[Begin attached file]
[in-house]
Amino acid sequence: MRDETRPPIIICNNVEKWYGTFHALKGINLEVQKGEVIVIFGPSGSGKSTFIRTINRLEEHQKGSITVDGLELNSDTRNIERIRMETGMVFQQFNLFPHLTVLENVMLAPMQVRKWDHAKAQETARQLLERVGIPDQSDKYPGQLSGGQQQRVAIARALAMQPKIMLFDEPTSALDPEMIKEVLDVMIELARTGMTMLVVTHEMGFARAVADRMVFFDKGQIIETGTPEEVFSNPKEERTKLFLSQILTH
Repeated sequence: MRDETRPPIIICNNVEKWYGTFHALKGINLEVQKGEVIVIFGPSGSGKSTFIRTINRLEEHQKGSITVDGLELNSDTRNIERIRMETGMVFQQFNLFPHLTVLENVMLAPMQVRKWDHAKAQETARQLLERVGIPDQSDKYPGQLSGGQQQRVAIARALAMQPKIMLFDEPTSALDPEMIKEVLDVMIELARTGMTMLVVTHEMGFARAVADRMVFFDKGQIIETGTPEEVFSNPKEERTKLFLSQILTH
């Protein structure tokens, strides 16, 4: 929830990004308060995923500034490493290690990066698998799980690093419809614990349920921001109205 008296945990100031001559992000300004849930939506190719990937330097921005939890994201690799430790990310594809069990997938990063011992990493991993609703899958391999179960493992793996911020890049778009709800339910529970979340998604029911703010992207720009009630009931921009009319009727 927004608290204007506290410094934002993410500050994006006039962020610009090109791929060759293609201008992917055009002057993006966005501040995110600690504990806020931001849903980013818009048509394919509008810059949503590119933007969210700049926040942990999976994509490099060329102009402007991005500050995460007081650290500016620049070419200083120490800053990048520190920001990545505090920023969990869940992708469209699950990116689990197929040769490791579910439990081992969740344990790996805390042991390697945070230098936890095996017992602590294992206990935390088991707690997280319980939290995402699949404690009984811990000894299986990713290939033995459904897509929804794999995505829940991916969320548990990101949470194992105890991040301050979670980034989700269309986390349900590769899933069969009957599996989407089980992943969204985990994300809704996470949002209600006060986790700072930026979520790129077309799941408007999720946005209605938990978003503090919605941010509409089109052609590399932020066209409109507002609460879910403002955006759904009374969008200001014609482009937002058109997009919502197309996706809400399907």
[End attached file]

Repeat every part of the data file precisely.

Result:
[in-house]
Amino acid sequence: MRDETRPPIIICNNVEKWYGTFHALKGINLEVQKGEVIVIFGPSGSGKSTFIRTINRLEEHQKGSITVDGLELNSDTRNIERIRMETGMVFQQFNLFPHLTVLENVMLAPMQVRKWDHAKAQETARQLLERVGIPDQSDKYPGQLSGGQQQRVAIARALAMQPKIMLFDEPTSALDPEMIKEVLDVMIELARTGMTMLVVTHEMGFARAVADRMVFFDKGQIIETGTPEEVFSNPKEERTKLFLSQILTH
Repeated sequence: MRDETRPPIIICNNVEKWYGTFHALKGINLEVQKGEVIVIFGPSGSGKSTFIRTINRLEEHQKGSITVDGLELNSDTRNIERIRMETGMVFQQFNLFPHLTVLENVMLAPMQVRKWDHAKAQETARQLLERVGIPDQSDKYPGQLSGGQQQRVAIARALAMQPKIMLFDEPTSALDPEMIKEVLDVMIELARTGMTMLVVTHEMGFARAVADRMVFFDKGQIIETGTPEEVFSNPKEERTKLFLSQILTH
């Protein structure tokens, strides 16, 4: 929830990004308060995923500034490493290690990066698998799980690093419809614990349920921001109205 008296945990100031001559992000300004849930939506190719990937330097921005939890994201690799430790990310594809069990997938990063011992990493991993609703899958391999179960493992793996911020890049778009709800339910529970979340998604029911703010992207720009009630009931921009009319009727 927004608290204007506290410094934002993410500050994006006039962020610009090109791929060759293609201008992917055009002057993006966005501040995110600690504990806020931001849903980013818009048509394919509008810059949503590119933007969210700049926040942990999976994509490099060329102009402007991005500050995460007081650290500016620049070419200083120490800053990048520190920001990545505090920023969990869940992708469209699950990116689990197929040769490791579910439990081992969740344990790996805390042991390697945070230098936890095996017992602590294992206990935390088991707690997280319980939290995402699949404690009984811990000894299986990713290939033995459904897509929804794999995505829940991916969320548990990101949470194992105890991040301050979670980034989700269309986390349900590769899933069969009957599996989407089980992943969204985990994300809704996470949002209600006060986790700072930026979520790129077309799941408007999720946005209605938990978003503090919605941010509409089109052609590399932020066209409109507002609460879910403002955006759904009374969008200001014609482009937002058109997009919502197309996706809400399907």